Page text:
Guest Blog: reports on IPrA 2015 (1)

I’m delighted to introduce a series of short guest blogs written by friends of ROLSI who were at the Antwerp IPrA conference, and took active roles in Panels and presentations. I’ll be publishing their reflections in a series over the next couple of weeks.

We start with a report by two early-career researchers on their experiences of one of the linguistics world’s largest international meetings, then a report on a panel of papers reporting research on “change-of-state” tokens.

Taru Auranne and Taina Valkeapää: Young researchers’ experiences

The 14th IPrA conference in Antwerp brought together over a thousand scholars from all around the world, from different fields of research, and from many stages of the academic career. Among the numerous seasoned conference-goers, we as two Master students from the University of Helsinki enjoyed our first international conference.

The IPrA conference was an exciting experience for nascent researchers. The general atmosphere was welcoming and international. Choosing from up to sixteen concurrent events (panels/lectures/workshops….) was hard, as so much interesting and top-grade research was being presented. Following Twitter on #IPrA2015 during breaks brought some comfort: there were delightfully many summaries, comments and pictures from different presentations. Hopefully the use of social media will grow in the future, and also the organizer will have an account and contribute to the online discussion.

Looking back on the experience of giving one’s first academic presentation in an international conference, the most important lesson is this: the work and results don’t have to be (or even can’t be) perfect. The questions and comments one receives are valuable ground for growth. Especially poster presentations can be fruitful in the early stages of a research project, if the conference organizers have allocated time for discussing them – as the IPrA 2015 organizers did. Preparing a presentation (whether oral or written) clarifies thoughts and ideas, and feedback at its best broadens ones thinking. It seems that doing research is, in fact, taking part in a conversation!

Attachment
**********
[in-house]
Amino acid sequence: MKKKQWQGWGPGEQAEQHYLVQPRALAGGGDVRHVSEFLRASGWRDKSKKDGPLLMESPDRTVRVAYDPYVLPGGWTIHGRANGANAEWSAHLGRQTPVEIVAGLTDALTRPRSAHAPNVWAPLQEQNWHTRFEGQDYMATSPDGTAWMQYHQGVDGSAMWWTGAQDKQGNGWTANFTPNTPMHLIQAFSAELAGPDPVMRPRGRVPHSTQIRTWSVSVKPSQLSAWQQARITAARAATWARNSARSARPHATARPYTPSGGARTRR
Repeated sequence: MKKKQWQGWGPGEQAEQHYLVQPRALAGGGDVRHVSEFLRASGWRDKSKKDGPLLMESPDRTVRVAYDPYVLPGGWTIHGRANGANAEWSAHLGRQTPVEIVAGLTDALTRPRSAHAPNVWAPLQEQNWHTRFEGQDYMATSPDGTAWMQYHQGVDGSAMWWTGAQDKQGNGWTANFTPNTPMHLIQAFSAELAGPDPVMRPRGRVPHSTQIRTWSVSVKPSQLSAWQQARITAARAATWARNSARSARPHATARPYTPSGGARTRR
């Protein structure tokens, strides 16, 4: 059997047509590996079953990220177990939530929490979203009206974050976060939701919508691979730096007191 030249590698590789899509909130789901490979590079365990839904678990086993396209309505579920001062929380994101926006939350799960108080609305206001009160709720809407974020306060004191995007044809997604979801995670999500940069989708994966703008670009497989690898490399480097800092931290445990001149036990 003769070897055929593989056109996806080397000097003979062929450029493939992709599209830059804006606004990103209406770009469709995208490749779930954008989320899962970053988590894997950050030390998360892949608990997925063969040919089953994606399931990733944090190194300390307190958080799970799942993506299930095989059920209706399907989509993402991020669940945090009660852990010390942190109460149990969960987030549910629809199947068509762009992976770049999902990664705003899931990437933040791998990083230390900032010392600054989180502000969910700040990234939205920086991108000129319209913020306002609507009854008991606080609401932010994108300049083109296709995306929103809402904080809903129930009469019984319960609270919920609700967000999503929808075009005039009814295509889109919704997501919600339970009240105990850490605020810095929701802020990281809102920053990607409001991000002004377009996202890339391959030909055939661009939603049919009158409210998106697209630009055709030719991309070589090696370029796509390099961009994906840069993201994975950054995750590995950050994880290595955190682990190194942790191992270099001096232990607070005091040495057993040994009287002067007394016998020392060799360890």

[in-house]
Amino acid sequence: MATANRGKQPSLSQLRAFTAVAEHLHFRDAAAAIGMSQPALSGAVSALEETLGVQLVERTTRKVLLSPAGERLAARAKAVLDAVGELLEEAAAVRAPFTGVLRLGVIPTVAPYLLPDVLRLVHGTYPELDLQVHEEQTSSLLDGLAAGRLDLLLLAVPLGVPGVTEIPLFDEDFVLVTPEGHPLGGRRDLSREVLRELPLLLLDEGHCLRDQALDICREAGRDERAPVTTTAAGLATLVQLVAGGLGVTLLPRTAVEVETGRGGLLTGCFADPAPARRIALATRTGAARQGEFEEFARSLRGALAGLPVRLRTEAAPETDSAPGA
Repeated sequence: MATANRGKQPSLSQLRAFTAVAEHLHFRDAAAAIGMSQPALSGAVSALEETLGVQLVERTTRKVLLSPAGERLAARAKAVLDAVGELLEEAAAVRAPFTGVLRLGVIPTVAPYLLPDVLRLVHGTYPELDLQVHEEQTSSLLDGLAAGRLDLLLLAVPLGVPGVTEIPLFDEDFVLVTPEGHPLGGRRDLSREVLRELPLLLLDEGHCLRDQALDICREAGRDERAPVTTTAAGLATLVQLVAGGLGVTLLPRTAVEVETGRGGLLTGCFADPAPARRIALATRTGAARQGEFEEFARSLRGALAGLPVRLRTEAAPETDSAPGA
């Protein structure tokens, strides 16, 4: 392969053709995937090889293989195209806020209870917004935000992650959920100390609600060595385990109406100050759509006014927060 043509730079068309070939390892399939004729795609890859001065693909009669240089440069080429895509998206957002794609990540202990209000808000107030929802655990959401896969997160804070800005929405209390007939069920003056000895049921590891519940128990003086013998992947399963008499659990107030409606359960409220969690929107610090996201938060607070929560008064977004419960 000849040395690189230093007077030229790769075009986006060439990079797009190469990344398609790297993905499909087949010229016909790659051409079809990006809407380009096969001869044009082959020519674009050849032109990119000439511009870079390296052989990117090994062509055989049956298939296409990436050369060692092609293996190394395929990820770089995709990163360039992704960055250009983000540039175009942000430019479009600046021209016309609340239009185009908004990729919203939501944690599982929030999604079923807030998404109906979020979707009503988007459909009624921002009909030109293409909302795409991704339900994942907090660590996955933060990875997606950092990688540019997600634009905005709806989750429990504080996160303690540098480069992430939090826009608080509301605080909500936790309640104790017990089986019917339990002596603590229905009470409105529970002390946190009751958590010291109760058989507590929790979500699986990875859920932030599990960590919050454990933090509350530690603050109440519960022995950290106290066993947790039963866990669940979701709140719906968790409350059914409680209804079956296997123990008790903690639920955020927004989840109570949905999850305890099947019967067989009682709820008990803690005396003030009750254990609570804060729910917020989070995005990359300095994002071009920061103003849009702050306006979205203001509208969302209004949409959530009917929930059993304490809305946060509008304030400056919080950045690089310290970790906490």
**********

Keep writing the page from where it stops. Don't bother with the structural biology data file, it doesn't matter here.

Taru Auranne, Helsinki University

Taru Auranne, Helsinki University

Taina Valkeapää, Helsinki University

Taina Valkeapää, Helsinki University

Taru Auranne presented her MA thesis in Finnish language in a panel contribution, and Taina Valkeapää had prepared a poster on her MA thesis in sociology. Both theses are conversation analytic and study institutional interaction. Both Auranne and Valkeapää also work in the Finnish Centre of Excellence in Intersubjectivity in Interaction, and have had the privilege of discussing their theses with experienced researchers in the CA-field.

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Galina Bolden: “Oh” and other change-of-state tokens

Galina Bolden, Rutgers University

Galina Bolden, Rutgers University

There were many “aha” moments at the “change-of-state” panel organized by Trine Heinemann and Aino Koivisto. The panel explored how different kinds of changes in a speaker’s cognitive and emotional state might be communicated across a wide spectrum of languages (including Estonian, Japanese, Finnish, Polish, Danish, Dutch, French, Icelandic, and English) and what sorts of actions different change-of-state particles may be deployed in. There appears to be a tremendous cross-linguistic variation both in terms of the diversity of change-of-state particles (from very few, as in English, to many, as in, for example, Japanese) and in terms of meanings that they might convey.

The papers showed that change-of-state particles may be used, for example, to mark surprise, recognition, recollection, noticing, affiliation, and empathy, as well as to expand, curtail, or redirect courses of action. In his concluding remarks on the panel, John Heritage formulated some thought-provoking questions that came out of these studies. How much intrinsic meaning do these particles have and how much comes from the interactional context? How does prosody contribute to enacting and differentiating changes of state? How do these particles fit with other linguistic resources of a language? What accounts for a proliferation of the particles in some languages in contrast to others?

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There will be more guest blogs reporting on IPrA 2015 appearing shortly.

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